Against the Welfare State – and Bank Bailouts

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The welfare state is undoubtedly one of the elements of government opposed by libertarians, not only due to its inherent injustice and economic destructiveness, but also because of its ability to provide fuel and sustenance to the growth of the metastasising state

If we are launch a critique of the welfare state we must first attempt to define it and to distinguish it from other categories of government activity. Such a task is not an immediately clear cut one as, fundamentally, all government expenditure sustains the welfare of its beneficiaries. If the government launches an invasion of a foreign country, spending on military grade weaponry, aircraft and whatever else will very much contribute to the “welfare” of armaments manufacturers yet we wouldn’t ordinarily classify this as part of the welfare state. Similarly, if the government decides to build a new road or railway line we wouldn’t usually describe this as providing “welfare” to the construction workers who undertake the leg work (although certain “job creation” schemes that simply pay people to carry out pointless work could be classified as welfare).

Whether or not a particular government outlay is classified as part of the welfare state is therefore defined more by its purpose rather than by its effect. The purpose of a foreign war is usually to gain control of valuable resources (even if it is veneered with an alternative justification such as spreading freedom and democracy). The purpose of building a road or railway is to “improve” the country’s transportation and communication networks. None of these projects is designed to provide some kind of comfortable lifestyle to those who undertake them (and, ignoring the possibility of benefiting favoured lobbyists and donors, to the extent that a government has a particular purpose in mind and wishes to achieve it efficiently it will have a desire to remunerate its suppliers as little as possible rather than as highly).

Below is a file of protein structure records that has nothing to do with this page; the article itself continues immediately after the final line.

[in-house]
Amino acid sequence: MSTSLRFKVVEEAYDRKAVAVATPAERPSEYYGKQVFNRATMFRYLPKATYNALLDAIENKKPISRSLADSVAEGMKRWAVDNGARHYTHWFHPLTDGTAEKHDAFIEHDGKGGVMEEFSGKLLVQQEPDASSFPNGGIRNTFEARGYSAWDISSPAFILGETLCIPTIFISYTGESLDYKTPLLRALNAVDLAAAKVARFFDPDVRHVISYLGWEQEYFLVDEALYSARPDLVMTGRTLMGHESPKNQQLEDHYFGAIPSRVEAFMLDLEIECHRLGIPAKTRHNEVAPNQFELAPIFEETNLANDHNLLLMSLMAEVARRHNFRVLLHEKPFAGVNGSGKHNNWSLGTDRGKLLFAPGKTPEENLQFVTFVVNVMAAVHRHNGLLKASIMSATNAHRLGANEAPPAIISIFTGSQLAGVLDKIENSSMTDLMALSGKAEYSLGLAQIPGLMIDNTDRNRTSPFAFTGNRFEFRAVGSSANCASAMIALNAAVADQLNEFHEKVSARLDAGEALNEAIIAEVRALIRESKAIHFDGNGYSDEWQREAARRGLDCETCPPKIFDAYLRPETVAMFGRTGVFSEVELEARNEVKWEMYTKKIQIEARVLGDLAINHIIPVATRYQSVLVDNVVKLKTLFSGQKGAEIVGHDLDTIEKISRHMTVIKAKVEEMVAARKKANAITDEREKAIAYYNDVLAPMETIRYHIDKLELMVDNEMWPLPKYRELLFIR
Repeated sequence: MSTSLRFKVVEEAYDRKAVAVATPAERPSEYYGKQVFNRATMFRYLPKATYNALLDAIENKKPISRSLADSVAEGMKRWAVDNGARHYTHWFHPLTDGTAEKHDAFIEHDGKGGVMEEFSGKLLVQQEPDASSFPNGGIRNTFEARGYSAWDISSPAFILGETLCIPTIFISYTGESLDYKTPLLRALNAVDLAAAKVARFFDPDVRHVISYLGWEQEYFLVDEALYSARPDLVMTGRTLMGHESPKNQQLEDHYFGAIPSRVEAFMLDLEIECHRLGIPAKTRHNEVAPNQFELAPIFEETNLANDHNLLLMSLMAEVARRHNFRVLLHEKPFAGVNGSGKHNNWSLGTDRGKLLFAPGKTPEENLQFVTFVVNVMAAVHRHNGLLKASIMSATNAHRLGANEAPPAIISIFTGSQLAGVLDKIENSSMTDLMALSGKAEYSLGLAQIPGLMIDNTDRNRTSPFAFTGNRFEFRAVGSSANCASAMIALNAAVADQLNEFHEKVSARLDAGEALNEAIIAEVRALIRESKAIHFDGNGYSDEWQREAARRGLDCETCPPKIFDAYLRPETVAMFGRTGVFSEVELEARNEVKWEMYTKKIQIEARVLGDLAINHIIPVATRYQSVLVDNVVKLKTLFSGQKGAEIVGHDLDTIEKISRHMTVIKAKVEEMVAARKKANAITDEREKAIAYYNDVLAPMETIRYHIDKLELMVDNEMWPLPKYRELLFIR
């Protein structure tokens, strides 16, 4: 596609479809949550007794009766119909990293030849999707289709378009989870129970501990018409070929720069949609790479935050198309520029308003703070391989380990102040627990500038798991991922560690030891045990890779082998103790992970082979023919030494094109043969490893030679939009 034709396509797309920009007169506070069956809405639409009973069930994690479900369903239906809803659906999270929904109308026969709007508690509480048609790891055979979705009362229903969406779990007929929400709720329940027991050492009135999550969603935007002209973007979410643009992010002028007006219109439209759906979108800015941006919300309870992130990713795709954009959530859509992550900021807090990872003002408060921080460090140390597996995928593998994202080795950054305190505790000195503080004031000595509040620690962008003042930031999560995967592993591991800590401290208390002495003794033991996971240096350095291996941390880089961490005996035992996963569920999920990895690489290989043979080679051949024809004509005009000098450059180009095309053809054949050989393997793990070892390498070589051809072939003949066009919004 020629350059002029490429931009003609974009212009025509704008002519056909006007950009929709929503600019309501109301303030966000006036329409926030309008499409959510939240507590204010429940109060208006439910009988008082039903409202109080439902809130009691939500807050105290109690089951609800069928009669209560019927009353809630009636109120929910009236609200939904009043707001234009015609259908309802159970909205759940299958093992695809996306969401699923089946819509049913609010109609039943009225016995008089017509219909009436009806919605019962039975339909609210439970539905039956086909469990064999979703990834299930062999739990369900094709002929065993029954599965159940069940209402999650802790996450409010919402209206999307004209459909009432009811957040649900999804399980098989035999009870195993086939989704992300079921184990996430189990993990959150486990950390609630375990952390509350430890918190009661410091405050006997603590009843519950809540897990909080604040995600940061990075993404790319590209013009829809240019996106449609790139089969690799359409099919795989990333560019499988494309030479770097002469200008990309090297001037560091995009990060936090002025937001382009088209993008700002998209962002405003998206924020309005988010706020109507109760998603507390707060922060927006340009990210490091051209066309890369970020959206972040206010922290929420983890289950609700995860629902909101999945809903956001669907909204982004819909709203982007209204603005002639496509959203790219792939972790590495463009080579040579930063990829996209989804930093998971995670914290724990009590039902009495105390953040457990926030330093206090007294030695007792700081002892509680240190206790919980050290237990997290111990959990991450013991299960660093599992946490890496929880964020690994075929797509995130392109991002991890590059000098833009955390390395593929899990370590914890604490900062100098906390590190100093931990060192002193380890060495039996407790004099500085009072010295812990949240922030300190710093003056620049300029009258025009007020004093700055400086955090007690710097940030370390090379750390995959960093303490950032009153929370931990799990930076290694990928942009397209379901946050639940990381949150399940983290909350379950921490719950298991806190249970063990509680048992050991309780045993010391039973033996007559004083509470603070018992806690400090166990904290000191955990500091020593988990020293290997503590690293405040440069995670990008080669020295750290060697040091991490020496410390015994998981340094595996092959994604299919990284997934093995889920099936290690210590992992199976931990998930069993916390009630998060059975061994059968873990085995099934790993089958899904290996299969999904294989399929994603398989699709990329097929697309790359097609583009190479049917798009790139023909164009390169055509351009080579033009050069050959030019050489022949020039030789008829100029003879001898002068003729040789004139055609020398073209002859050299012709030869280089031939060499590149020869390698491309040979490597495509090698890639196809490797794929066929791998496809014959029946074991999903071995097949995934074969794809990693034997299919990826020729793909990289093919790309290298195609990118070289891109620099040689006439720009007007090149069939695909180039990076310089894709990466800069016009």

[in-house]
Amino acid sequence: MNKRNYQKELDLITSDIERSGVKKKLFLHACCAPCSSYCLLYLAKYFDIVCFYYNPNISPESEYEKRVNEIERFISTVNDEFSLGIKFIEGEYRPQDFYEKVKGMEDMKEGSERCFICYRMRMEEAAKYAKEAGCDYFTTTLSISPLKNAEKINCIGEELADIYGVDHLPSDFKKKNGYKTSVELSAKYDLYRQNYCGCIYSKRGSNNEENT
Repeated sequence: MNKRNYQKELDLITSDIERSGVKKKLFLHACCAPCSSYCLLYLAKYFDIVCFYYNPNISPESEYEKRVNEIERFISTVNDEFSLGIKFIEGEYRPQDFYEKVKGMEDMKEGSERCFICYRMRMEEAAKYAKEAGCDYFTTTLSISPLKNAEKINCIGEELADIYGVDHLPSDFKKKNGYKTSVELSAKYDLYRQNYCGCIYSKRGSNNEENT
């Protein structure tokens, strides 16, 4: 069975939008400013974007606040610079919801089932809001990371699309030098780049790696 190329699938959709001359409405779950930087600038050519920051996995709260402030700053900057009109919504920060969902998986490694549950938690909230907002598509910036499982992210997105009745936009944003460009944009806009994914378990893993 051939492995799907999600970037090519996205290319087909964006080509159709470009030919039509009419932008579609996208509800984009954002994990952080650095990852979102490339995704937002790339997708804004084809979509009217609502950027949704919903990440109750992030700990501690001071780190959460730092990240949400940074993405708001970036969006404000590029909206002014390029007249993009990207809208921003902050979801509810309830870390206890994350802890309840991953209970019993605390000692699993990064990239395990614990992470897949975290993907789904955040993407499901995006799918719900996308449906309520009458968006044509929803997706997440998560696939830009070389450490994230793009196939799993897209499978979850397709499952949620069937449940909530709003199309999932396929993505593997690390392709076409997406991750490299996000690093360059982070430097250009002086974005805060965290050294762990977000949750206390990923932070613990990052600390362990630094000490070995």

Welfare spending, on the other hand, is markedly different. Its purpose is always couched in the language of providing some kind of “help”, “care”, or “assistance” to the citizenry, as if the government is a giant nanny who appears with an equally giant milk bottle whenever one’s own teat runs dry. Given this, then, we can attempt to define the welfare state as that portion of government activity which is devoted to the sustenance of either the existing lifestyle of a particular citizen or to a lifestyle that is thought to be the minimum that is equitable in terms of wealth and income. The welfare state therefore provides a cushion or relief from events that may intercede in that lifestyle so, for example, if you get sick, the government will provide you with either free or subsidised healthcare; if you lose your job you will be entitled to unemployment benefit; and if you have baby the government will give you some money so that you are able to take care of it and give it an “adequate” upbringing. Granted, this definition if the welfare state is not precise and it will overlap with many other types of expenditure – few government outlays have a single purpose, even if some of these purposes are not made public – but we can be satisfied that it is reasonably accurate.